- Pastoral Poetry: poetry that focuses on themes of nature and the natural world.
- Blank Verse: unrhymed verse, especially the unrhymed iambic pentameter most frequently used in English dramatic, epic, and reflective verse.
- Elegies: a mournful, melancholy, or plaintive poem, especially a funeral song or a lament for the dead.
- Lyric Poetry: poetry that embraces and evokes emotions and feelings.
- Villanelle: a short poem of fixed form, written in tercets, usually five in number, followed by a final quatrain, all being based on two rhymes.
If you prefer to learn visually, we’ve found an informative video on YouTube that can assist you in understanding the different types of poetry. This can also help you get started on ideas and inspiration for how to write a poem!
We’ve covered some basic steps on how to write a poem and different types of poetry, but what in the world should you write about?
You may already have some ideas bouncing around in your head, and if so, that’s fantastic! If you’re needing some help kickstarting your poetry inspiration, let’s give poetry prompts a whirl while you’re getting your handle on how to write a poem.
Poetry prompts can be a wonderful tool if you want to give yourself a little writing challenge, get out of writer’s block, or just get started learning how to write poetry!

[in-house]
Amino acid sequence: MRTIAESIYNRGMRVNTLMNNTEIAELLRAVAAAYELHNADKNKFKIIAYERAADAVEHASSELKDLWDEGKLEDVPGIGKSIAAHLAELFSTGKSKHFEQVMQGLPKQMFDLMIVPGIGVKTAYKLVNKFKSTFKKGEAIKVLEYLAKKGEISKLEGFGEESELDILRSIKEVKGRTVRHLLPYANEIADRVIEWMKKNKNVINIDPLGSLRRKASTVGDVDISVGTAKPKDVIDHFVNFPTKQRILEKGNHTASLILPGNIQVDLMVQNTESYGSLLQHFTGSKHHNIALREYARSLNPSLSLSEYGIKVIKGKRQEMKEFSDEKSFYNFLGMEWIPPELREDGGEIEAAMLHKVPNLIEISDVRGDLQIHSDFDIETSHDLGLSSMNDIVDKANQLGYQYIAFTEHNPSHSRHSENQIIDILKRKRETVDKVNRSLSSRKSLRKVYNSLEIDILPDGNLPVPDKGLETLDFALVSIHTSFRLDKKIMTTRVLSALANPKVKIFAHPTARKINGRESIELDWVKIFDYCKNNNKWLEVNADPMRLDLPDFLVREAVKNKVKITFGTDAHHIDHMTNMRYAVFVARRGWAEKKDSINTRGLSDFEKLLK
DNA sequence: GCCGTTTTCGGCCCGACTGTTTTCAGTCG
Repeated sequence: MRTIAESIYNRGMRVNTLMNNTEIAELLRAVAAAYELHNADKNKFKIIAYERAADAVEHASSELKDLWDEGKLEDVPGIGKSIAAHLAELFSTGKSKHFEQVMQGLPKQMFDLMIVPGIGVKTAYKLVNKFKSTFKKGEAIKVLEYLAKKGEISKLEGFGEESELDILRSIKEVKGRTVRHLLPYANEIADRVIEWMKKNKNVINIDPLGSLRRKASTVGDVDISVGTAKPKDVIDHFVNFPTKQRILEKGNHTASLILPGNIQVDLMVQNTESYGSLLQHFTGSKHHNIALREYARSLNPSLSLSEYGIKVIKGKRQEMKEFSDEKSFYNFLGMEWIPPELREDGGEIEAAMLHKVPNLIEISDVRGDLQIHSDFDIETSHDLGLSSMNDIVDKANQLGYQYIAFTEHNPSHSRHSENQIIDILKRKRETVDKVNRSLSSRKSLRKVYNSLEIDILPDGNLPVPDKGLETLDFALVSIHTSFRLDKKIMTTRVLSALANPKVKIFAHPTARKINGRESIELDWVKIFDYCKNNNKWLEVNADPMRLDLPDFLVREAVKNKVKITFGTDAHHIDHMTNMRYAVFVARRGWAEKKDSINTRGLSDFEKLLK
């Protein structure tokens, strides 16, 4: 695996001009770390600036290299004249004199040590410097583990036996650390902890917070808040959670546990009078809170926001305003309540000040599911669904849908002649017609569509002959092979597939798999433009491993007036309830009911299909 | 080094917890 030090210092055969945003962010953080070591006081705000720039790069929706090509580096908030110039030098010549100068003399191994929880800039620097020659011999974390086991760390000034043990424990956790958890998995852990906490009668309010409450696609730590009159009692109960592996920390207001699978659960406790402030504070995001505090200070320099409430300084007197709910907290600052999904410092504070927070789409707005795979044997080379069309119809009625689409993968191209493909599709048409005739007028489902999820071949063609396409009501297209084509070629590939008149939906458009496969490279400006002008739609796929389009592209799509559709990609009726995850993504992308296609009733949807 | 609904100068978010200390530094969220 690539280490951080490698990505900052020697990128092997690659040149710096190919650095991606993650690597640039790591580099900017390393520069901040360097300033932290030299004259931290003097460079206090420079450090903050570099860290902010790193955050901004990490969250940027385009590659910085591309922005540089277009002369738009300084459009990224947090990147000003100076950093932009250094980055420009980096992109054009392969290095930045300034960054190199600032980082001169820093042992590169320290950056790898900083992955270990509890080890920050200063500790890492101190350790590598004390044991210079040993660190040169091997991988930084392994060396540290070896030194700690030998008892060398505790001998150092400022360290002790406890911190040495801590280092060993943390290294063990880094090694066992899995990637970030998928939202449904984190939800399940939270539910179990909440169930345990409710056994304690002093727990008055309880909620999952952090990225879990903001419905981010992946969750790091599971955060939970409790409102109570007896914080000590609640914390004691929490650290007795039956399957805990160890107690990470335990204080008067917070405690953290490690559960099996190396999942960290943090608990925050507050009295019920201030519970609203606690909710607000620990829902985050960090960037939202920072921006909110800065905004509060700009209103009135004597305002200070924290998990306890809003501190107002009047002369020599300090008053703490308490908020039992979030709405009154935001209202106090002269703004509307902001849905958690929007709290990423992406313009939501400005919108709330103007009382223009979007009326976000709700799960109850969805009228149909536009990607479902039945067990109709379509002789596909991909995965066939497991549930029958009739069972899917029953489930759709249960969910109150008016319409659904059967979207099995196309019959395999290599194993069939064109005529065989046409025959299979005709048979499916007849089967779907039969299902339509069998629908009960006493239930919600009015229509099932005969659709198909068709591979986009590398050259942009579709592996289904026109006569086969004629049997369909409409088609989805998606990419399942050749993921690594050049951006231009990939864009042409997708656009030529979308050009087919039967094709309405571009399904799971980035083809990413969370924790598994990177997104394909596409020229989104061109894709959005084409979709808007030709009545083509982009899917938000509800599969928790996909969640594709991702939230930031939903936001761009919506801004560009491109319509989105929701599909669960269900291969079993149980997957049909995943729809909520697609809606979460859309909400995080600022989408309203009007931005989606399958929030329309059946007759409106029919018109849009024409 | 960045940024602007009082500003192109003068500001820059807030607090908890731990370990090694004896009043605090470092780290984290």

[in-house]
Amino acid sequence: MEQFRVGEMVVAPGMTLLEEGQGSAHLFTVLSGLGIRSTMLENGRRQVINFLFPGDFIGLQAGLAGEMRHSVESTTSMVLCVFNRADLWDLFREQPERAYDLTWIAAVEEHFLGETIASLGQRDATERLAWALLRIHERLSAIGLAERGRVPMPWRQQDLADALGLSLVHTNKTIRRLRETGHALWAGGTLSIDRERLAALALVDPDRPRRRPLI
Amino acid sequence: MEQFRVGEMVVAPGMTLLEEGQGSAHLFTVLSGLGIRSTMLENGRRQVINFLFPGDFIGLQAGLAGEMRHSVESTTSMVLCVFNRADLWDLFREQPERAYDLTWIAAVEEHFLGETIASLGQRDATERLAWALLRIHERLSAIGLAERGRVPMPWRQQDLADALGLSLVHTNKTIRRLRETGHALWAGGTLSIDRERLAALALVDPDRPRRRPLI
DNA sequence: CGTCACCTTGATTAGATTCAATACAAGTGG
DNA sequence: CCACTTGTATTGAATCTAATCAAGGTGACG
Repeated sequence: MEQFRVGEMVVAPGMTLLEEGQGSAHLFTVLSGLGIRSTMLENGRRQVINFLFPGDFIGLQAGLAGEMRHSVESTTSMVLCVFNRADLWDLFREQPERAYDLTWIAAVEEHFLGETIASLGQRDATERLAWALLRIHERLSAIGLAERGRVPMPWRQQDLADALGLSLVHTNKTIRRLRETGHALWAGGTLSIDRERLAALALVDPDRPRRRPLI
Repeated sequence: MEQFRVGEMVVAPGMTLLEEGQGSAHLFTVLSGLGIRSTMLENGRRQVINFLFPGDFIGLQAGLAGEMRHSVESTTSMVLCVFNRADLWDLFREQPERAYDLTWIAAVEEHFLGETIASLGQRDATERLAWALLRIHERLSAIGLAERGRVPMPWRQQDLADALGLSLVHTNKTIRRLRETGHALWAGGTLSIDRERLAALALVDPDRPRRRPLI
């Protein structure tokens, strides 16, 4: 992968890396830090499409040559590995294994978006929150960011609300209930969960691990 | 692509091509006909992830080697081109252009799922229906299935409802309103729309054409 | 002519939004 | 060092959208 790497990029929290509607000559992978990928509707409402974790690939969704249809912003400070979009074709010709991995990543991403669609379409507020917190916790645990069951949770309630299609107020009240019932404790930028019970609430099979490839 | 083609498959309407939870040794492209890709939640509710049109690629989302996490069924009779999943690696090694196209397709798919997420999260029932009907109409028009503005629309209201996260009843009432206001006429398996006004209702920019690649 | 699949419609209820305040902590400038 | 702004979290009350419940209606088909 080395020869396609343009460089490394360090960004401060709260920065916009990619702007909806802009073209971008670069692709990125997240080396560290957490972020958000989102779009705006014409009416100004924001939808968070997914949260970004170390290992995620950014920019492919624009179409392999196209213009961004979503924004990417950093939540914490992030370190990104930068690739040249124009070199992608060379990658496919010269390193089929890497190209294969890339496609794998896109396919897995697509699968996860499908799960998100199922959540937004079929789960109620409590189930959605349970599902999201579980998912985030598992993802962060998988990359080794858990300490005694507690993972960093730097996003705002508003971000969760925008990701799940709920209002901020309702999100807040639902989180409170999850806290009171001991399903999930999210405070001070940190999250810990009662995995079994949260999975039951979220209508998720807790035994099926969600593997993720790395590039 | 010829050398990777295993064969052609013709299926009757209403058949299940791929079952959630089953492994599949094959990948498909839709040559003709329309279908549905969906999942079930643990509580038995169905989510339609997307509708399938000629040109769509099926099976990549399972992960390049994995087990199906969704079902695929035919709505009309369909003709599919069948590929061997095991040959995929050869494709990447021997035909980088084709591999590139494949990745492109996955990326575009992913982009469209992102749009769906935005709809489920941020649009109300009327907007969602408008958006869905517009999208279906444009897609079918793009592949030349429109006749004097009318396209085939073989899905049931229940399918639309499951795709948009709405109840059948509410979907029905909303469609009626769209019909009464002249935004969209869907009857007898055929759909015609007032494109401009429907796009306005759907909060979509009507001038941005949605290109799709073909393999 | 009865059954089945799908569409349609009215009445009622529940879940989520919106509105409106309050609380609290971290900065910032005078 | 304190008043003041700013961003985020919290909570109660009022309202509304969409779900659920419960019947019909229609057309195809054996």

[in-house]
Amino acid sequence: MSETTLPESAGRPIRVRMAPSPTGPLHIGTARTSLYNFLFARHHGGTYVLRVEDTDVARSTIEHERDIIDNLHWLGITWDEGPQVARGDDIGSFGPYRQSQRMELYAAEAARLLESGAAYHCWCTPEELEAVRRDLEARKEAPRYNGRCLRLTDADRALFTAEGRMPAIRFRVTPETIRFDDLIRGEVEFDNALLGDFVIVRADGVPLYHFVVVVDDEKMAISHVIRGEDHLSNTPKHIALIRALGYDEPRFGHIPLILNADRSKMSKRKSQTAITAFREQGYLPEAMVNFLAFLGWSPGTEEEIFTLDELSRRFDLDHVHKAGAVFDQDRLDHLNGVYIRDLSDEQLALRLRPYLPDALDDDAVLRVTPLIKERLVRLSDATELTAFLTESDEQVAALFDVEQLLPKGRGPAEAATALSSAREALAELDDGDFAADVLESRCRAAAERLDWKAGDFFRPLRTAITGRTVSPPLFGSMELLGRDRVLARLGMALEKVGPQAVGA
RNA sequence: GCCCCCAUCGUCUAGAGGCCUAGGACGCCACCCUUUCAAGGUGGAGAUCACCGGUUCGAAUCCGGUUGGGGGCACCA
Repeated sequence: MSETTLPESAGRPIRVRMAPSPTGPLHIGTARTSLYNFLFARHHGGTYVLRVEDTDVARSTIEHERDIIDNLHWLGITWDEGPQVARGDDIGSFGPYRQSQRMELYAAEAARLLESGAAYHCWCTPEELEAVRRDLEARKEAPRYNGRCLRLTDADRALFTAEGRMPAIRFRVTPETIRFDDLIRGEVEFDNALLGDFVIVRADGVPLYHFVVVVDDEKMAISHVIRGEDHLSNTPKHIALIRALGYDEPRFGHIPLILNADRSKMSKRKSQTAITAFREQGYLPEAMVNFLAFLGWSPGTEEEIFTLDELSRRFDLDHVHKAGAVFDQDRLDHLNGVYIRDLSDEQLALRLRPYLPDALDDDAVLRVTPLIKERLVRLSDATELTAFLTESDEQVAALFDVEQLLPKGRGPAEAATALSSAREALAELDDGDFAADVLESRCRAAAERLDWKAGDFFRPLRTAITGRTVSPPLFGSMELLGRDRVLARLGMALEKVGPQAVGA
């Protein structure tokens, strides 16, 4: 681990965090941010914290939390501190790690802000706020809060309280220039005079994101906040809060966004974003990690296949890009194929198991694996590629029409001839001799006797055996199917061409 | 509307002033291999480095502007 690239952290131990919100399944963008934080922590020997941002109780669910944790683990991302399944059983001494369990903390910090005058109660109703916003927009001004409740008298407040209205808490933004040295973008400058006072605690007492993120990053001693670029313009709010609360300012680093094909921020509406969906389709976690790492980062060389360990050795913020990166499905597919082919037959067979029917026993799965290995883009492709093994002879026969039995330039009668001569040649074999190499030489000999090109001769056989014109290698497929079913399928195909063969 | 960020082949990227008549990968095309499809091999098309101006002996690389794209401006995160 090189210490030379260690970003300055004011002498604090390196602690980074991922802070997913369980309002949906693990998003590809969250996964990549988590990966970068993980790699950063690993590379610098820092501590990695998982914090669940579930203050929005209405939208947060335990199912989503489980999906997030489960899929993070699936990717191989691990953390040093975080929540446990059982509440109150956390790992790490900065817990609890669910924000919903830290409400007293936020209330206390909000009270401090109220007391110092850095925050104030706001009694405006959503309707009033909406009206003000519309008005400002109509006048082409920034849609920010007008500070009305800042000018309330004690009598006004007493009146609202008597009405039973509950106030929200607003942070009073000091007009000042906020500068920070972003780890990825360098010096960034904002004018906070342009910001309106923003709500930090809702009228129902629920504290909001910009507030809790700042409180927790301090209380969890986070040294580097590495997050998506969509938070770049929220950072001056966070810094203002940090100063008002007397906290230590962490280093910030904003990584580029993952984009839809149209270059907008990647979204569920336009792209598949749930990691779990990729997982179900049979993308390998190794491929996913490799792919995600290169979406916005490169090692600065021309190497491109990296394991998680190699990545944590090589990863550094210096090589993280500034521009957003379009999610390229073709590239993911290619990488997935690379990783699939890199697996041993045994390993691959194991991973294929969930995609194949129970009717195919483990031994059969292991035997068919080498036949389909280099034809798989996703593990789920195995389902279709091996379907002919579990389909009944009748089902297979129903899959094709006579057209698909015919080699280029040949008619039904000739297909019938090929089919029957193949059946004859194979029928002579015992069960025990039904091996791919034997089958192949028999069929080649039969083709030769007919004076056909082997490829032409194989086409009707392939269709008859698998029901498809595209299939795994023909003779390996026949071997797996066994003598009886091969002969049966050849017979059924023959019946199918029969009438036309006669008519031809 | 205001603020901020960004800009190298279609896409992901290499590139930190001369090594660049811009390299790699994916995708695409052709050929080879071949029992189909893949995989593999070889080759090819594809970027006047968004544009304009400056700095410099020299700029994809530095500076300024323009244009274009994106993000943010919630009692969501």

We’ve come up with some excellent poetry prompts down below that you’re free to use! A poetry prompt is an idea, a specific topic, a question to ask yourself and then write about, or a beginning sentence that you can use to fuel your imagination.
- What would a journey through a magical forest look like? What’s waiting for you in the shadows and whispering trees?
- Think of a moment that helped define who you are today.
- Recall a game of hide n seek you played as a child; where did you squeeze yourself? What feelings did you have? What would be the best hiding spot ever?
- Describe the best feelings in the world (ex: a warm hug from your loved one, the smell of freshly roasted vegetables, or the flipping feeling in your stomach during the drop of a rollercoaster).
- What if inside everyone there was a beautiful mural painted inside; what would your mural look like? Or the person sitting next to you on the subway or in class?
- If you could go up to a tree, place your hand on it, and hear its thoughts, what would your conversation sound like?
- You’re given a day to go back in time and spend it with a younger version of yourself; what would you do and say to your younger self? Would you have some realizations? Or would they help you more than you helped them?
- Imagine you’ve moved into a house that’s new to you but old to the world; what if you find a hidden space? How many different lives have lived in this single house?
- What would you say to someone who’s hurt you, and how have you healed?
- Describe a memory that you haven’t experienced, but wish you had.
There are plenty of poetry topics to pick and choose from when you’re learning how to write a poem; that’s the beauty of poetry! It’s self-expression, that can come in just about any form you can think of. Here’s a list of poetry topics to help get you started in your how to write a poem journey:
- True love
- Ghost stories
- Life lessons
- Hard truths
- Coming of age
Do you feel the pulse of poet inspiration flowing through and tapping through your fingertips? It’s time to start now that you know how to write a poem! And if you need some more poetry inspiration, we’ve got your back.
Want to get in the poet’s festive mood? Check out these activities that embrace poetry!
We couldn’t be more thrilled that you learned how to write a poem today; keep on skipping down your poetry lane!